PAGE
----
By Jim Corridore We at Standard & Poor's Equity Research Services think express-delivery company FedEx (FDX
; recent price, $81) will continue to benefit from strong international demand for its services, as well as improving U.S. demand -- trends that we expect to benefit the overall logistics industry. We don't think this potential is fully factored into the current stock price, and expect to see some expansion in key valuation measures for stocks in the overall logistics group over the next year.
We also expect FedEx's valuation to more closely align with its main rival United Parcel Service (UPS
; recent price, $72) due to our expectations that FedEx's returns on both assets and invested capital will more closely resemble UPS's performance on these metrics over time. The stock carries S&P's highest investment recommendation of 5 STARS, or buy.
FedEx operates the world's largest express-delivery company, and is the second-largest provider of small package ground transportation services in the U.S. In addition, the it operates a leading regional next-day and second-day interregional less-than-truckload (LTL) freight carrier, and recently acquired Kinko's, a provider of copying, printing, and other business services in the U.S.
COPY POWER. The company's FedEx Express unit (71% of fiscal 2004 revenues) invented the express-delivery business in 1973, and provides time-definite air-express services for packages, documents, and freight to 215 countries. FedEx Ground (16%) provides ground-based delivery of small packages throughout North America, serving 100% of the U.S. population with the ability to provide overnight service up to 400 miles to about 97% of the U.S. population. FedEx Freight (11%) provides LTL trucking freight services throughout the U.S.
FedEx Kinko's, acquired in February, 2004, operates 1,100 office and print centers in the U.S. and 117 additional locations in nine other countries that provide access to the full range of FedEx shipping capabilities in addition to the traditional Kinko's offerings. Kinko's was only included in the company's financial performance for a few months in FY 04, and is expected to provide about $2 billion in annual revenues.
FedEx's Express business has a fuel surcharge in place for all U.S. and most international shipments, which is subject to monthly adjustment based upon the spot price. We think this largely mitigates the impact of high oil prices, and that it eliminated the need to engage in major oil hedging transactions in order to lessen oil prices as a major business risk.
SAVINGS TO COME? With recent strong growth in its ground-delivery business and an increased percentage of revenues and profits expected to come from FedEx Kinko's, we think the company will improve returns on assets and invested capital. That's because we expect it to be able to generate an increased percentage of its revenues and profits from less capital-intensive business activities, as compared to the air-express business, which requires heavy capital outlays.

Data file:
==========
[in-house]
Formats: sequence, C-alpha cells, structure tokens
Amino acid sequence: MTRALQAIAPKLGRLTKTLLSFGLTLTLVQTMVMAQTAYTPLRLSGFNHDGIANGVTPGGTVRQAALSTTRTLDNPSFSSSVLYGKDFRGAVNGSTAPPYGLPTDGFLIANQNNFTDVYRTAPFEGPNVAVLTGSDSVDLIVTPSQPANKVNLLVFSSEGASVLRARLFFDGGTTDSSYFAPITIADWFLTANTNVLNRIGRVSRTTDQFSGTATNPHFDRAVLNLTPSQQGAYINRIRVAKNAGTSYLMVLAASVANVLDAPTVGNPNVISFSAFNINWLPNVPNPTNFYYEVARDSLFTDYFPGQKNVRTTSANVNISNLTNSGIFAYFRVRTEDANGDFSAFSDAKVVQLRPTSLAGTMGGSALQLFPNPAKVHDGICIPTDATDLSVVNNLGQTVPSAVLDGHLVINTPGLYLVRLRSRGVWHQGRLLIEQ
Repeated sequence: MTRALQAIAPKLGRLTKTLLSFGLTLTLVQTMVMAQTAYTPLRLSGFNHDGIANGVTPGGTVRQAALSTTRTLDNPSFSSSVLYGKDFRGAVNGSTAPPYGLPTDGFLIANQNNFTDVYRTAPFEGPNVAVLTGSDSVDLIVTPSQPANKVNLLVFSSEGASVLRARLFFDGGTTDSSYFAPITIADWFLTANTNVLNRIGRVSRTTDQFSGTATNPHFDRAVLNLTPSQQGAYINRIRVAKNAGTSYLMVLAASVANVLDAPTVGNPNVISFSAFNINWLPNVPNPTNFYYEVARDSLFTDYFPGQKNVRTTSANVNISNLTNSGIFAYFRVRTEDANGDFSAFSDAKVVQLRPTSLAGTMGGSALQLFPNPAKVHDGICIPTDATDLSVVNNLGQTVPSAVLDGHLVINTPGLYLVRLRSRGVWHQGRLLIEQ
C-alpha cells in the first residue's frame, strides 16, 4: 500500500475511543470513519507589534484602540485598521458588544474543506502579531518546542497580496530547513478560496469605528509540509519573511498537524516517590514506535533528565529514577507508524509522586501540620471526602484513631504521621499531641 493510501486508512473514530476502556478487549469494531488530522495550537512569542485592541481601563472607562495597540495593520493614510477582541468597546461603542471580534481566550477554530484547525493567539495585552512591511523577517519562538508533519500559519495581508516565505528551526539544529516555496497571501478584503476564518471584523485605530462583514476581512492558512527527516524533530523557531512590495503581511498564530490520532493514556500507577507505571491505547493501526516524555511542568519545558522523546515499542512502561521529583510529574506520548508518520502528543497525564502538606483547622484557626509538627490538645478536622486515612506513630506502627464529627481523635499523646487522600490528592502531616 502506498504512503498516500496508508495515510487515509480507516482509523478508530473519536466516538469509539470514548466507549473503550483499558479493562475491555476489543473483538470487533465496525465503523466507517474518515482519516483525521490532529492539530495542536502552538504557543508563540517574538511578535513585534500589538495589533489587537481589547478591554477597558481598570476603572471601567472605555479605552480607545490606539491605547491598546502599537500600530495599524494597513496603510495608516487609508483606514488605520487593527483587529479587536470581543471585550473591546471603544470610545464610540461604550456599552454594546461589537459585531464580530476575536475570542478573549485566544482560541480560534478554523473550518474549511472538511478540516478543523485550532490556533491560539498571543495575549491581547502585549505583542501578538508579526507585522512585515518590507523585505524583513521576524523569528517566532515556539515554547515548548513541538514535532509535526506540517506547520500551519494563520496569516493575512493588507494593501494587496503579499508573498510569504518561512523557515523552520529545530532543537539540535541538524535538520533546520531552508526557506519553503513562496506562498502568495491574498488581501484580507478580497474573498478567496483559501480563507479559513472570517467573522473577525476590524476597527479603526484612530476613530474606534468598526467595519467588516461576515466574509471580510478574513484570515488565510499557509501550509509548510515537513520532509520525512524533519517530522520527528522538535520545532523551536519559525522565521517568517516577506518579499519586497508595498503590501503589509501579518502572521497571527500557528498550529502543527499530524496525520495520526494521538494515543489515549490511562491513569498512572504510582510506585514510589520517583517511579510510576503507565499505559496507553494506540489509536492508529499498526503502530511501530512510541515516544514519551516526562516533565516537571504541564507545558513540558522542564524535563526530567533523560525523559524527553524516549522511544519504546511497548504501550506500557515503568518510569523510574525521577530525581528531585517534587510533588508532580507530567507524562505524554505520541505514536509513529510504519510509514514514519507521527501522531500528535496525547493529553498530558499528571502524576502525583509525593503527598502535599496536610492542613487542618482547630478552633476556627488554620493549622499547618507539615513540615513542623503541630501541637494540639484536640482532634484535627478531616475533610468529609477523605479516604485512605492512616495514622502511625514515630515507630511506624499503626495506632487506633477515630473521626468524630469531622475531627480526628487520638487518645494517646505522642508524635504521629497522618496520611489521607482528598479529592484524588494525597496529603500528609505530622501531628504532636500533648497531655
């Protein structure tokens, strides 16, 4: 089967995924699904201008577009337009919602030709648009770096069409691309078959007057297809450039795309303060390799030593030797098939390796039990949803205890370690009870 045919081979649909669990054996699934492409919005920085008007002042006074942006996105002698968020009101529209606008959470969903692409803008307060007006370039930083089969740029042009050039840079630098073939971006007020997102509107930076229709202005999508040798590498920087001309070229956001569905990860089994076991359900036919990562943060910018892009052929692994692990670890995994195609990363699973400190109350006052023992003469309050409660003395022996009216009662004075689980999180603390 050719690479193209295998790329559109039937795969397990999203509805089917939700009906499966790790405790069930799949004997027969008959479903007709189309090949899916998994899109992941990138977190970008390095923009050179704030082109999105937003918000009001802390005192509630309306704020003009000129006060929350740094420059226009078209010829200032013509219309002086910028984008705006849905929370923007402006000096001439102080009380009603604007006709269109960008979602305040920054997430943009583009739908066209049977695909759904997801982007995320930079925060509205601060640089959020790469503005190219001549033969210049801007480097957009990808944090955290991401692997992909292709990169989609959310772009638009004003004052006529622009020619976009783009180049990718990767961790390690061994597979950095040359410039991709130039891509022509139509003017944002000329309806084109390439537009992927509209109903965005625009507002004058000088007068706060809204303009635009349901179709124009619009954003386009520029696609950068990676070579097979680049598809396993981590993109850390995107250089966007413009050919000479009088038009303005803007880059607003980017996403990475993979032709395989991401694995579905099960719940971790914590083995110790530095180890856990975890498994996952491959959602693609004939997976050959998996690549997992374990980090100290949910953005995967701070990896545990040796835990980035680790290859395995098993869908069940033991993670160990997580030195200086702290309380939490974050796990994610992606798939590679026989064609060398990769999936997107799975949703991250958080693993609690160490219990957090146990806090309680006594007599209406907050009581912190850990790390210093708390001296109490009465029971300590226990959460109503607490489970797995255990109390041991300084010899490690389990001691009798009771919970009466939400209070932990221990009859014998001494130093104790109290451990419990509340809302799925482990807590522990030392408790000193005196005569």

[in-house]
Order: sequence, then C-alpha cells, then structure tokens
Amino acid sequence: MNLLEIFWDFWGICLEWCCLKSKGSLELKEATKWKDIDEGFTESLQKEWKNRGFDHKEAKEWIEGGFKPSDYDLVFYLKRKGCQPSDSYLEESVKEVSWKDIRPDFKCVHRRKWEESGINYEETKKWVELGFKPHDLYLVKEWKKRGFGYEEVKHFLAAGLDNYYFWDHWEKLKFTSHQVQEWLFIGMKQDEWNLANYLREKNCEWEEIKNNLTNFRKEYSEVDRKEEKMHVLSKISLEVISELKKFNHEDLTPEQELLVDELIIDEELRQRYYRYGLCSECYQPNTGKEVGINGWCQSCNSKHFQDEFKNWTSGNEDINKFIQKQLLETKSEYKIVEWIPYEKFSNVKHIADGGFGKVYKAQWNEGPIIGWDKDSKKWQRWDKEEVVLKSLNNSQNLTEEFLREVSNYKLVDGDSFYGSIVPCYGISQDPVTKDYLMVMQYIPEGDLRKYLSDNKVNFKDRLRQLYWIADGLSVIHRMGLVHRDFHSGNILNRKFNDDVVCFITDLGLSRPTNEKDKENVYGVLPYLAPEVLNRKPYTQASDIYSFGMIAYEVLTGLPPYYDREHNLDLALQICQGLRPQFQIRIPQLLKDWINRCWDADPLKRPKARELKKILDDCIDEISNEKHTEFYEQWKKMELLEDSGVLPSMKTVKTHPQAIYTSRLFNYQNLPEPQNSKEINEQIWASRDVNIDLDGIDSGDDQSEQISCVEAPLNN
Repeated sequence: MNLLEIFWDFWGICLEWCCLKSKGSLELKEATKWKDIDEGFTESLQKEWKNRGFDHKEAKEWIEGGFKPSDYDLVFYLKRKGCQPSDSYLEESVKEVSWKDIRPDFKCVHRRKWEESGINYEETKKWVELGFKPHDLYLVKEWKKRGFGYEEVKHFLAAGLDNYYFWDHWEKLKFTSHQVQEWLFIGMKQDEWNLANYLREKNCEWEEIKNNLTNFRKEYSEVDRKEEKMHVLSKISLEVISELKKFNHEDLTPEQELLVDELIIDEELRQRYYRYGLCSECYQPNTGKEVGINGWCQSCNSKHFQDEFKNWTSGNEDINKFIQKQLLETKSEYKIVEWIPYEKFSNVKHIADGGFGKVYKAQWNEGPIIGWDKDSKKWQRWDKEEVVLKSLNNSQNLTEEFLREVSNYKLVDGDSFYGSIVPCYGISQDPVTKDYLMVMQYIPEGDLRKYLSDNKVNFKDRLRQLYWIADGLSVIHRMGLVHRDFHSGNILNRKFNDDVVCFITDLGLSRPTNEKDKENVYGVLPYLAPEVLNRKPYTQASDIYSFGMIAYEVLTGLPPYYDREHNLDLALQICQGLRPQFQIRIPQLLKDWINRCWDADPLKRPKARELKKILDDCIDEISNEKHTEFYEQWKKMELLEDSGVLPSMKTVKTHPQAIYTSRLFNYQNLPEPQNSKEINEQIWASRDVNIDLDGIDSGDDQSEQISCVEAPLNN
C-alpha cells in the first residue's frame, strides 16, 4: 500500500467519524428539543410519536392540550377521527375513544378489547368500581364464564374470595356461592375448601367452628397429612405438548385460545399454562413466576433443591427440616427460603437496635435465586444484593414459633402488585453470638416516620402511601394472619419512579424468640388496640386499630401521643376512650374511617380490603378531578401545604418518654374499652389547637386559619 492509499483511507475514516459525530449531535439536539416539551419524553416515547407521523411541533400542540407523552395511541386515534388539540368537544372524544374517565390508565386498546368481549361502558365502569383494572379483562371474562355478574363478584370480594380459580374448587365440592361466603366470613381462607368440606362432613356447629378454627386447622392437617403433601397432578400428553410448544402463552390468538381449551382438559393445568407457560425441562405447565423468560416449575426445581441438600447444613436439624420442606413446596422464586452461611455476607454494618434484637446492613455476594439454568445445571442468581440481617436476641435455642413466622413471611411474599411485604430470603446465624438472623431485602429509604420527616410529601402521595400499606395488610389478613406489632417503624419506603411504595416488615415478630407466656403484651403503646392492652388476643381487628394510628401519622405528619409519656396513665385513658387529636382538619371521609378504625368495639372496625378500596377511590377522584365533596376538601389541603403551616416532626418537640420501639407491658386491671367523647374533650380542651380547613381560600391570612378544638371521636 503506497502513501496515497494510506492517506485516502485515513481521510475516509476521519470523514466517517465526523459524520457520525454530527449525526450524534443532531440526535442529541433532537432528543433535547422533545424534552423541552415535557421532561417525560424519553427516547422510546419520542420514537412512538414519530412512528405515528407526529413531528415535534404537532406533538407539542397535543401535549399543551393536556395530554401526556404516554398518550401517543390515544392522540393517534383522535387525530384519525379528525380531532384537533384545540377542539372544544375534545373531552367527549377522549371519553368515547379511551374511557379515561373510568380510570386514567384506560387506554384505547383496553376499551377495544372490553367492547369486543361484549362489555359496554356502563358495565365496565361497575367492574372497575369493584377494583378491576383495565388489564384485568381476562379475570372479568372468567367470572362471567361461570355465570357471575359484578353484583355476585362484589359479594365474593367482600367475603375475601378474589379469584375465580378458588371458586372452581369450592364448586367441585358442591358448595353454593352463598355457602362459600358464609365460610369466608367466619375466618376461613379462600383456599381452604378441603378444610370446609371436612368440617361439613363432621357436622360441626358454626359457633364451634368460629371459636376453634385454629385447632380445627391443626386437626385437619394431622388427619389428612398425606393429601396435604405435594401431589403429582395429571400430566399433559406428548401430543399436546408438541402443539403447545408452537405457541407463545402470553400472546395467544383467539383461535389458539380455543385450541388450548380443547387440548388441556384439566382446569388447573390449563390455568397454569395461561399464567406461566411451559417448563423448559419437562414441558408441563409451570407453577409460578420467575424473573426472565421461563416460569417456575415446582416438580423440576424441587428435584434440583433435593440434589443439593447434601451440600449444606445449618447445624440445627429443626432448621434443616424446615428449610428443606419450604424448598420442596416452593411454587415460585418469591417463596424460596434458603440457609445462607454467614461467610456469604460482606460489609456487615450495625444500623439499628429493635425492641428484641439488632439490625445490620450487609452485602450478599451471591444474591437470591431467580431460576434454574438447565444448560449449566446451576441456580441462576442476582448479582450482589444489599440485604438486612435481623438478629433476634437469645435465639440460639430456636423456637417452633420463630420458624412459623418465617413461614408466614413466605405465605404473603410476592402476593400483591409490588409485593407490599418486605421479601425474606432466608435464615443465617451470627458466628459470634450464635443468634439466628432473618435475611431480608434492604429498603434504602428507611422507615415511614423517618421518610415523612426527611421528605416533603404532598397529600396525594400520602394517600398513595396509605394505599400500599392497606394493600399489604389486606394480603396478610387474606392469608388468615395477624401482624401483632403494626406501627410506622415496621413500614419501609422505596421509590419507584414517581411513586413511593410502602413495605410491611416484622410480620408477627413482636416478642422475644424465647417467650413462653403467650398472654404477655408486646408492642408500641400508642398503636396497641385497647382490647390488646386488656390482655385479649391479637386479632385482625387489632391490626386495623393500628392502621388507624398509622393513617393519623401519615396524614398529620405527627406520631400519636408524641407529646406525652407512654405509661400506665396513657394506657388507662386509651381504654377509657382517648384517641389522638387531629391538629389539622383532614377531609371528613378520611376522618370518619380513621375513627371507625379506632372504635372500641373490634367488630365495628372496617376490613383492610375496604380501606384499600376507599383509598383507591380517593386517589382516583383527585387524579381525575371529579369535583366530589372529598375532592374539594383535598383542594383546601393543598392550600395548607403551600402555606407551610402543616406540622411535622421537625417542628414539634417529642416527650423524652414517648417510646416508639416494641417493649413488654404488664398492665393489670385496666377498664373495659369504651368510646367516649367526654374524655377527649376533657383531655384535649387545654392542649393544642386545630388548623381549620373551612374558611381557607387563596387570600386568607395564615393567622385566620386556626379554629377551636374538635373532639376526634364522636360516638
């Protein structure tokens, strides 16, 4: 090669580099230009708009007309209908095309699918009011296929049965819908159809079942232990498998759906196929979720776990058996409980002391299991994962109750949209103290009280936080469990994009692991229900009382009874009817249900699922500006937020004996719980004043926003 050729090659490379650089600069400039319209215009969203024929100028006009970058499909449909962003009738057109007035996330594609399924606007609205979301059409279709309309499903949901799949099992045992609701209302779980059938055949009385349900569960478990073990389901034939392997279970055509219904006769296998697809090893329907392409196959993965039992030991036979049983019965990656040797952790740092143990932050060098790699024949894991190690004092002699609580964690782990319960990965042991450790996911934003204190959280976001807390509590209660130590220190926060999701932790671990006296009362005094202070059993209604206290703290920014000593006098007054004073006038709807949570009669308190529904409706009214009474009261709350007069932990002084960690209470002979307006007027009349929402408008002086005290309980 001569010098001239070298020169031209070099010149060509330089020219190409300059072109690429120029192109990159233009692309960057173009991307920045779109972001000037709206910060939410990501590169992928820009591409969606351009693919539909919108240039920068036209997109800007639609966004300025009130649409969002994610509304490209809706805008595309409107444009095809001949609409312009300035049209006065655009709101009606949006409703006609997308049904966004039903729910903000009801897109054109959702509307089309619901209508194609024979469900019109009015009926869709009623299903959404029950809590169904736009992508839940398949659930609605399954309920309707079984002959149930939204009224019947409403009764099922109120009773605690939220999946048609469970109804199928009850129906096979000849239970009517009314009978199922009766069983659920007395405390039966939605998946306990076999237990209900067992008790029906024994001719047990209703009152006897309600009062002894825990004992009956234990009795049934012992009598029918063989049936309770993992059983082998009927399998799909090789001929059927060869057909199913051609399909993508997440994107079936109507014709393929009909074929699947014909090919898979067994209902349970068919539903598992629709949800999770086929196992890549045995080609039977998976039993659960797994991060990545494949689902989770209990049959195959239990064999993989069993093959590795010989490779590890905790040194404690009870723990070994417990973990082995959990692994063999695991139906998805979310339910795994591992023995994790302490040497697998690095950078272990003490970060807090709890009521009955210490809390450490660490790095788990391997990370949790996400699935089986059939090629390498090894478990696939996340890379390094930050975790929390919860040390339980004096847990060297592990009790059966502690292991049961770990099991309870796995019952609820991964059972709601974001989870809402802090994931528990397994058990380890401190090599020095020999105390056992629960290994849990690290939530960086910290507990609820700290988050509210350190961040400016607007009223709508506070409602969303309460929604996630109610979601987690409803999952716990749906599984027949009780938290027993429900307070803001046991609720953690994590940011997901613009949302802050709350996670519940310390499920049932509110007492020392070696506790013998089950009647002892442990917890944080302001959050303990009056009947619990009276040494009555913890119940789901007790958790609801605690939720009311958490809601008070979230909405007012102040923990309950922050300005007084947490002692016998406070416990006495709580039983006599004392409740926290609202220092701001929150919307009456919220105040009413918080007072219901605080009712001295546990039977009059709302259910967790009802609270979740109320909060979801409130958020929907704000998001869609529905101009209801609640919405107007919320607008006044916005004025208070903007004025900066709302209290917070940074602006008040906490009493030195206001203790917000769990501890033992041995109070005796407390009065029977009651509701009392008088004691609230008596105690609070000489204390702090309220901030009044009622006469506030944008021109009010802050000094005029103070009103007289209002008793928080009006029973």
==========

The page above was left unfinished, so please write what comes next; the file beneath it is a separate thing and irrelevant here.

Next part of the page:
In addition, we believe the lower capital-intensive nature of its newer business segments should allow the company to continue to reduce its capital spending requirements over time. This could allow FedEx to generate more free cash flow. However, the company stated that due to the strong growth it was expecting in fiscal 2005 (ending May), it was increasing its expected capital expenditures for the year to $2.0 billion to $2.1 billion, up from $1.3 billion spent in fiscal 2004.
We believe that improvement in returns on assets and invested capital, amid continuing growth in revenues and earnings, should allow the stock's valuation to more closely approximate that of UPS, its main rival in the U.S. UPS has historically traded at a valuation premium to FedEx based on price-to-earnings, p-e-to-growth, and price-to-sales metrics. Since we believe that FedEx can close this valuation gap somewhat, we think the stock price will materially outperform the overall market over the next 12 months.
CHINA EXPRESS. We expect FedEx's revenue prospects to be aided by growing demand for international express delivery services, particularly in China and the rest of Asia. It recently increased the number of flights and capacity of the flights into Asia and Europe and announced that it would increase the number of cities it serves in China from 220 to 320 over the next five years.
In addition, FedEx recently initiated a direct cargo flight from China to North America, which we think will be the first of many new direct flights between the two countries. Indeed, the U.S. and China recently signed a new aviation agreement allowing 111 new weekly U.S.-China flights for cargo companies. While these routes have yet to be divvied up by the U.S. Transportation Dept., we think FedEx will get its fair share, which should contribute to increased China growth. The company also launched express service to Iraq, giving it a presence in the rebuilding of that country.